Holland has been an impact player at the AHL level since that first end of the year stint, where he finished with six points in three games. In 2011-12, his first full season in the AHL, Holland put up an impressive 60 points in 71 games, and even earned a four game call-up to the Ducks where he managed to score his first NHL goal. In the lockout shortened season of 2012-13, Holland began the season in the AHL where he went on to score 39 points in 45 games, and earned another call-up, this time for 21 games and he made an impact with three goals, two assists and a plus-four rating. The 2013-14 season seemed to be Holland's big opportunity to crack the Ducks' lineup full-time, and despite starting the season with the big club (four games, one goal), he was demoted to the AHL's Norfolk Admirals and then traded to his hometown Toronto Maple Leafs, who were desperate for a center due to injuries. Upon his move to Toronto, he was given more ice time in the NHL than he was used to and made a great first impression on his new teammates and fans by scoring a goal in just his third game in a Maple Leafs uniform. He has managed to stay in the Maple Leafs lineup for a total of 31 games thus far (five goals, five assists) and his future in the NHL as a third line center remains hopeful.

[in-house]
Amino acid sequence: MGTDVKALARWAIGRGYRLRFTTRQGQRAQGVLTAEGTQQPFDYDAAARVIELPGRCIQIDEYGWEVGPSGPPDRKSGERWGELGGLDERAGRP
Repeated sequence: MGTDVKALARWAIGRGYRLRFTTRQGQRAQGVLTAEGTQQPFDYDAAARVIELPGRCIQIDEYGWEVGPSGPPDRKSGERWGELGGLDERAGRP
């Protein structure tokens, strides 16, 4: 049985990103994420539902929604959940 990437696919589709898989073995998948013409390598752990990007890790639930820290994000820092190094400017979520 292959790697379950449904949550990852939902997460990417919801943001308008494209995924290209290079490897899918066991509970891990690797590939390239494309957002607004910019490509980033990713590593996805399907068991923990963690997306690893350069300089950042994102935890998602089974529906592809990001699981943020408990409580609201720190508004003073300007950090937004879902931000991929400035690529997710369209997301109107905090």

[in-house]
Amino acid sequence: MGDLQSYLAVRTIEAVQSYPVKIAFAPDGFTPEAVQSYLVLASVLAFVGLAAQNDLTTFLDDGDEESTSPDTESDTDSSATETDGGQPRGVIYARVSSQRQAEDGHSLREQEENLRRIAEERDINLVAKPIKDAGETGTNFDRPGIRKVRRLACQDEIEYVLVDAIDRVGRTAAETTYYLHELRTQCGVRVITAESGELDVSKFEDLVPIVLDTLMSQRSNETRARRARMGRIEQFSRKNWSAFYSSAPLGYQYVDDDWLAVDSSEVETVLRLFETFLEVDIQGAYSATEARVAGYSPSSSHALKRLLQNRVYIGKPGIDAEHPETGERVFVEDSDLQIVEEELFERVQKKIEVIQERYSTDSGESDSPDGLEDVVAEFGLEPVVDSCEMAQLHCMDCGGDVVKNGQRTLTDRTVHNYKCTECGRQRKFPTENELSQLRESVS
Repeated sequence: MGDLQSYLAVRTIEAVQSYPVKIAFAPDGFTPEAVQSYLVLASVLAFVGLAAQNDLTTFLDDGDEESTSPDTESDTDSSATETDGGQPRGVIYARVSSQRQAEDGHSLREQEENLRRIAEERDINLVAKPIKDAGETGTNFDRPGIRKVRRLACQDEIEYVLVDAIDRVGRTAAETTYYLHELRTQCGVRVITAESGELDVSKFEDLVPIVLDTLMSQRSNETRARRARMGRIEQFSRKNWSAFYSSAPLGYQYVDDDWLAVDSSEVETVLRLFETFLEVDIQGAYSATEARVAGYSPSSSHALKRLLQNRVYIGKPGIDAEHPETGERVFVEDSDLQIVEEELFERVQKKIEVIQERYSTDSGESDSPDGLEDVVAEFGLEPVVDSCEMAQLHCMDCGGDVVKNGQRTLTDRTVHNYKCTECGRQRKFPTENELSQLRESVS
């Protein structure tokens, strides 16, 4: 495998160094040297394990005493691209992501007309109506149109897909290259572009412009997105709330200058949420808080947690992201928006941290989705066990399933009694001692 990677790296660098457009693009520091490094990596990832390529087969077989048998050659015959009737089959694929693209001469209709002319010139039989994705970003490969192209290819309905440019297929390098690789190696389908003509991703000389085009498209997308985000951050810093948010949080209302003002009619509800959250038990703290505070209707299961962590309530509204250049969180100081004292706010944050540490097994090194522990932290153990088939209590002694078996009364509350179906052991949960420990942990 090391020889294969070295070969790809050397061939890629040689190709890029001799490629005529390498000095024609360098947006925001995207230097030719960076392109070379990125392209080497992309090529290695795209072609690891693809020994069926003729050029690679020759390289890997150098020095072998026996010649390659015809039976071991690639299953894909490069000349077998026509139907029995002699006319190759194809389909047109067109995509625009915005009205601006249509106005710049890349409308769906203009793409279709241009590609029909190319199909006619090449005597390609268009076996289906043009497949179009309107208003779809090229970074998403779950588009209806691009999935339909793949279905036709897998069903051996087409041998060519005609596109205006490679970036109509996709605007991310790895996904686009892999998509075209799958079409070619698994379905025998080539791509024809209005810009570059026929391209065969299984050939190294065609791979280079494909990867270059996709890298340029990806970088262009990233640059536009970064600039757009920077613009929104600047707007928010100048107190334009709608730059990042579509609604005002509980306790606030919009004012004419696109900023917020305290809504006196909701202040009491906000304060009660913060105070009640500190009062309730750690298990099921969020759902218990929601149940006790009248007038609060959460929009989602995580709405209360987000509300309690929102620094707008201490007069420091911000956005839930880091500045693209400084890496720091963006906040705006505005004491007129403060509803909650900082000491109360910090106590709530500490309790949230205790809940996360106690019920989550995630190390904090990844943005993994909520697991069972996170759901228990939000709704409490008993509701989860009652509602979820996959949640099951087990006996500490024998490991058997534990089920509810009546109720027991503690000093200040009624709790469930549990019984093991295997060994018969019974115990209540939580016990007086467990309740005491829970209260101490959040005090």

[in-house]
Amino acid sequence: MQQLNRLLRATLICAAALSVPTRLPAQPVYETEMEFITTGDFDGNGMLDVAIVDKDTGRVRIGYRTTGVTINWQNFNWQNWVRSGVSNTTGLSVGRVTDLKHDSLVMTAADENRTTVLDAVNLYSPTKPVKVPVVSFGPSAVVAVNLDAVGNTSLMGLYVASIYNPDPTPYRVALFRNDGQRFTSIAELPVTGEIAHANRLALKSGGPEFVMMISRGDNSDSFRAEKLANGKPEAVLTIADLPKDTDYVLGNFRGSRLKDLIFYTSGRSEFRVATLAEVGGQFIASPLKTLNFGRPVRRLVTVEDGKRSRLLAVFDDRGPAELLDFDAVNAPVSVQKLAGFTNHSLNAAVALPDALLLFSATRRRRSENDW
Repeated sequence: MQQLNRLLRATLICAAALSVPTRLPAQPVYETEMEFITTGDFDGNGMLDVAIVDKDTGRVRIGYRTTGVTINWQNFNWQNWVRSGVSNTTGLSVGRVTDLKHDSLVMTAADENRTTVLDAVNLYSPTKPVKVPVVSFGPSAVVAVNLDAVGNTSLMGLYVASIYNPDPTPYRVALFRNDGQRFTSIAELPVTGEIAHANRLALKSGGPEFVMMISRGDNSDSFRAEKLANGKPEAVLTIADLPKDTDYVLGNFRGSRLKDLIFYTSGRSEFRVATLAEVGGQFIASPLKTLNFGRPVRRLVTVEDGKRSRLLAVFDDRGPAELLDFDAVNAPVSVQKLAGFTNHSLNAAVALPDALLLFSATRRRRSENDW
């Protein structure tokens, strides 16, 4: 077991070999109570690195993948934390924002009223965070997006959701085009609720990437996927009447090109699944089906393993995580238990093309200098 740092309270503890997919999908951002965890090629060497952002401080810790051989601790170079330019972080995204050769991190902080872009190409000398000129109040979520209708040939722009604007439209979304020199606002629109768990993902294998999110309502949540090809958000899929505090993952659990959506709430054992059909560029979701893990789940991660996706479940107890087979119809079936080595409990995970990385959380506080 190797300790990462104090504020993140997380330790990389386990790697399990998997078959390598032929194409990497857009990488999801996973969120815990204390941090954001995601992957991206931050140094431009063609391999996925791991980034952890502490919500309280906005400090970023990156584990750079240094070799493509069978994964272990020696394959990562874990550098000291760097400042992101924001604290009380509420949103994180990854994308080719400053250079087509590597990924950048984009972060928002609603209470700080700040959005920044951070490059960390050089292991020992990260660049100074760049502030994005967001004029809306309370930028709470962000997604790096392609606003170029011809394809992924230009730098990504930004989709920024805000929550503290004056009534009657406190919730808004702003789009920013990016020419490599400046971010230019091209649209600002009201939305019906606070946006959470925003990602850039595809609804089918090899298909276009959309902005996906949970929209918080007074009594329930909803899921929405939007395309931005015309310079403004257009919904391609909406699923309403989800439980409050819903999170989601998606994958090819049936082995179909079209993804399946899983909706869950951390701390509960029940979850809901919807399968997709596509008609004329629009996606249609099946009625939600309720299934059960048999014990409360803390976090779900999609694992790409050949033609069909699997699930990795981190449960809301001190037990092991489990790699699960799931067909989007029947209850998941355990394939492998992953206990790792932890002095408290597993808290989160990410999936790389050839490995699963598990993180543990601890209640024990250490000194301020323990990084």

Kyle Palmieri, RW, USNTDP – 1st Round, 26th overall
Status: NHL Player
NHL Games Played: 122
After having nabbed a big center with their first choice of the draft, the Ducks opted for a slightly under-sized winger with lots of skill and speed with the 26th overall selection. Kyle Palmieri had just finished his career with the United States National Team Development Program when the Ducks selected him and the following year he joined the University of Notre Dame. As a rookie, Palmieri put up a respectable nine goals and eight assists for 17 points, and while many expected him to return for his sophomore season, the Ducks signed Palmieri to an entry-level contract in the summer of 2010 and with that, his pro career was set to begin. The 2009-10 season also saw Palmieri crack the United States' roster for the World Junior Championships where he scored nine points in seven games en route to winning a gold medal.
In his first season of pro hockey, Palmieri turned a lot of heads by scoring 51 points in just 62 American Hockey League contests as a 19 year old, even earning himself a 10 game call-up to Anaheim. The 2010-11 season also saw Palmieri make his second appearance for the United States at the 2011 World Junior Championships, this time around he scored six points in six games and picked up another medal with a bronze. In 2011-12, he continued to improve and in 51 AHL games scored 58 points (33 goals). He also saw an increase in his number of NHL games with 18 games and a solid seven points with a plus-three rating. With the Syracuse Crunch eliminated in the first round of the playoffs, Palmieri earned a spot on the United States' roster for the 2012 World Championships and managed four points in seven games, which was quite a feat for the then 21-year-old.